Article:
US-led increase in oil output undermining Opec cuts

Oil ministers from Opec due to meet in Vienna to discuss whether to continue with policy of curbs

The International Energy Agency says in its monthly oil market report that non-Opec supply will accelerate from 1.9m barrels a day  to 2.3m barrels a day next year

The International Energy Agency says in its monthly oil market report that non-Opec supply will accelerate from 1.9m barrels a day to 2.3m barrels a day next year

 

Supply curbs by Opec are being undermined by “relentless” production growth outside of the cartel led by the US, a trend that will continue in 2020.

The International Energy Agency (IEA) said in its monthly oil market report that non-Opec supply would accelerate from 1.9 million barrels a day (b/d) to 2.3 million b/d next year.

“Plentiful supply will be available,” said the IEA in its outlook that includes 2020 estimates for the first time. US gains will be supported by Brazil, Canada and Norway.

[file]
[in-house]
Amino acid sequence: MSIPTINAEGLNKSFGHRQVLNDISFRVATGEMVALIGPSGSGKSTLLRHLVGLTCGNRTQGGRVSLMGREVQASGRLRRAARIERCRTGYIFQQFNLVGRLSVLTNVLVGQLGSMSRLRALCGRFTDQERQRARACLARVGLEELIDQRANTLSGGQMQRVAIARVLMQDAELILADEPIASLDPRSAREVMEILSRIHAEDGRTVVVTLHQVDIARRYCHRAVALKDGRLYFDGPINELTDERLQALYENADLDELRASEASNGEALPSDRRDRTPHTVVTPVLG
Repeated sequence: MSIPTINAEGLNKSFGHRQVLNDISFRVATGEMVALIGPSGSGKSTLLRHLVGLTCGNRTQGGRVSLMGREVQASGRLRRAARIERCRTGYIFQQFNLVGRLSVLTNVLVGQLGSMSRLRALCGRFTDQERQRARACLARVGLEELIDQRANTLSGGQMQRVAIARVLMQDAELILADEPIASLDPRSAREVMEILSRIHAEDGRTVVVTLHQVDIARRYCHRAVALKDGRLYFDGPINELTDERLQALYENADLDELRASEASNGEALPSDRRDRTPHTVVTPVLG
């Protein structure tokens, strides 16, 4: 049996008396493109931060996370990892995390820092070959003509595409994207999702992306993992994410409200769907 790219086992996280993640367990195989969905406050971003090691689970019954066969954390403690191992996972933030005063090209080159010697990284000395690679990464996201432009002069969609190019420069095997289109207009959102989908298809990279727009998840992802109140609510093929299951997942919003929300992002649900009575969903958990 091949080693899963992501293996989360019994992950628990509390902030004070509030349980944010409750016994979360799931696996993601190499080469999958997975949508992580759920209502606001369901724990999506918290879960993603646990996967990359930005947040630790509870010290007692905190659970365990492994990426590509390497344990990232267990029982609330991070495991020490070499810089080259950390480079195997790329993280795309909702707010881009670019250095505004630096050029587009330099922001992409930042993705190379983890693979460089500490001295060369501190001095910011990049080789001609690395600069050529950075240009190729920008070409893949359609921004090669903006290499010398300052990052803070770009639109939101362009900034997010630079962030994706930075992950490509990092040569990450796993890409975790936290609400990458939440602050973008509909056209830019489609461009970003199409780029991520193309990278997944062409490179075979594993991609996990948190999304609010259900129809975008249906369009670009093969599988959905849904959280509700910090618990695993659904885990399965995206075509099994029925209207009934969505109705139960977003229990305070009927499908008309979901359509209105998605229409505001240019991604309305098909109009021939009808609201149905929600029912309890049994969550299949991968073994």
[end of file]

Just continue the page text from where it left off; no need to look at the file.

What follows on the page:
This will not only keep price increases at bay, but also reduce the amount of oil the world needs from Opec countries to 29.3 million b/d in 2020, the IEA said. The figure is 600,000 b/d less than the output from the group in May.

Opec and allies outside of the cartel including Russia pledged to cut production by 1.2 million b/d from January, a level they have since exceeded because of US sanctions against Iran and other supply disruptions.

Oil ministers are due to meet in Vienna at the end of June or beginning of July to discuss whether to continue with the curbs policy. How long to keep on cutting production in the face of surging US shale supply has been a perpetual worry for traditional oil producers.

“[Ministers are] faced with short-term uncertainty over the strength of demand and relentless supply growth from their competitors,” said the IEA.

The IEA revised lower for a second consecutive month its global oil demand growth forecast for this year to 1.2 million b/d, from 1.3 million b/d, on a “vulnerable global economy”.

In the first quarter of this year growth was only 300,000 b/d – the lowest for any three-month period since 2011 – on a warmer winter in Japan, a petrochemicals slowdown in Europe and weaker motor fuels demand in the US. It will tick higher to 1.4 million b/d in 2020. – Copyright The Financial Times Limited 2019